Alabama foes get in final licks before Tuesday’s big vote as the nation watches – Twin Cities

BIRMINGHAM, Ala. — Facing voters at last after the year’s most bitter U.S. campaign, Alabama Republican Roy Moore cast himself Monday as the victim of a national barrage of unjust allegations of sexual misconduct with teenagers. Rival Doug Jones, hoping to become the state’s first Democratic senator in two decades, declared their race was Alabama’s referendum on “who we are and what we’re going to tell our daughters.”

Allegations aside, President Donald Trump said in a robocall to Alabama voters that he badly needs Moore’s own vote in the U.S. Senate. Former President Barack Obama and his vice president, Joe Biden, recorded calls for Jones seeking to break the GOP’s lock on statewide office in Alabama.

Whether the calls would sway anyone so late in such a highly publicized campaign was an open question. So was the impact of a rash of false news stories that have appeared on social media spreading misinformation.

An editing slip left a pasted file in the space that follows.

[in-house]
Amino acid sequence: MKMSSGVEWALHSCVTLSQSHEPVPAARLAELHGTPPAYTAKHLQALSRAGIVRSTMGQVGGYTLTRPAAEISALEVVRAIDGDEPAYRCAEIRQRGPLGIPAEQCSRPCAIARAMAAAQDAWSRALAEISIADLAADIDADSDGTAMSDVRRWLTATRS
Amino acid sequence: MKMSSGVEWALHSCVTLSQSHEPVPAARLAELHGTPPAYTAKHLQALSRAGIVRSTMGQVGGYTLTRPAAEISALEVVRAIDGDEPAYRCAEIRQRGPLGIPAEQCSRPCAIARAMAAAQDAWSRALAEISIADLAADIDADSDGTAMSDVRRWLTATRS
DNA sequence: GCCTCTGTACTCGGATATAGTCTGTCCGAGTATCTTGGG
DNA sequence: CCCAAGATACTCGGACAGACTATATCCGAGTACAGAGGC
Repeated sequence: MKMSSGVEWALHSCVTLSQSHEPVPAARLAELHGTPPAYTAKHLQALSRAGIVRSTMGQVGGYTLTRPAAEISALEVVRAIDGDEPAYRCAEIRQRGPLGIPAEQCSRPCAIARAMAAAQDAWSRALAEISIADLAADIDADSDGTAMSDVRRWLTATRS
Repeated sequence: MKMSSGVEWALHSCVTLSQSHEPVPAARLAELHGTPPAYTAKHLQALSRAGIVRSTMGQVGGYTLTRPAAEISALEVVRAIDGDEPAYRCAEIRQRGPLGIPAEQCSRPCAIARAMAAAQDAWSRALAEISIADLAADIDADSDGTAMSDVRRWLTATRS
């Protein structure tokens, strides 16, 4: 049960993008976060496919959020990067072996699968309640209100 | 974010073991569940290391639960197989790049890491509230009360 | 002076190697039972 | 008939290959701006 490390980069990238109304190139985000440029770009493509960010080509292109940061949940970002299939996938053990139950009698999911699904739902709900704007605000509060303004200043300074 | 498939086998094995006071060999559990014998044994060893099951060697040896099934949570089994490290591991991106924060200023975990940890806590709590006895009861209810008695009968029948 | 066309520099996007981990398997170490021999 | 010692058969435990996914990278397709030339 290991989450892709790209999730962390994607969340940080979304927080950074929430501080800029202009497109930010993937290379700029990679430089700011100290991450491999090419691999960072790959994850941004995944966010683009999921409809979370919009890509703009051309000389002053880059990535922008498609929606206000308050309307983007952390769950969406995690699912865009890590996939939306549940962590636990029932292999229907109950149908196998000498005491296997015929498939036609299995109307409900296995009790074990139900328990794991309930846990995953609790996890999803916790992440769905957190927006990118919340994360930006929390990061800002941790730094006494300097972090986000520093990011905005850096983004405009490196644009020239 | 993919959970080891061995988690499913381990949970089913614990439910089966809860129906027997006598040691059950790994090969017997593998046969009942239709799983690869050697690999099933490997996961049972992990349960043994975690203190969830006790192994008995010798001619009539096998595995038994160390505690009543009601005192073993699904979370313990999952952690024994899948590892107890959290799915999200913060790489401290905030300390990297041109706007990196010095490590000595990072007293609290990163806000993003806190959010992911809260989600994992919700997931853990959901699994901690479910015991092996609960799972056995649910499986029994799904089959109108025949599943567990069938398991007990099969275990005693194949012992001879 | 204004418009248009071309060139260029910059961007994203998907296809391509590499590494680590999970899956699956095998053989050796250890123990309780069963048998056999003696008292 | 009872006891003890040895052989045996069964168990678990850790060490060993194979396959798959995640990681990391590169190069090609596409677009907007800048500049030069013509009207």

One website wrongly claimed that one of the women who have accused Moore of sexual misconduct had recanted. Meanwhile, Moore’s detractors took to social media to claim he had written in a 2011 textbook that women shouldn’t hold elected office. He didn’t.

On election eve, Moore called in to a conservative talk radio show in Alabama to lament the tone of the campaign and portray cast himself as the victim of the sexual misconduct allegations.

“We’ve seen things happen in this campaign that I can’t believe to this day,” said Moore, who has denied all wrongdoing in contacts with the women who said he behaved inappropriately when they were in their teens and he was a local prosecutor in his 30s. One said he initiated sexual contact when she was 14.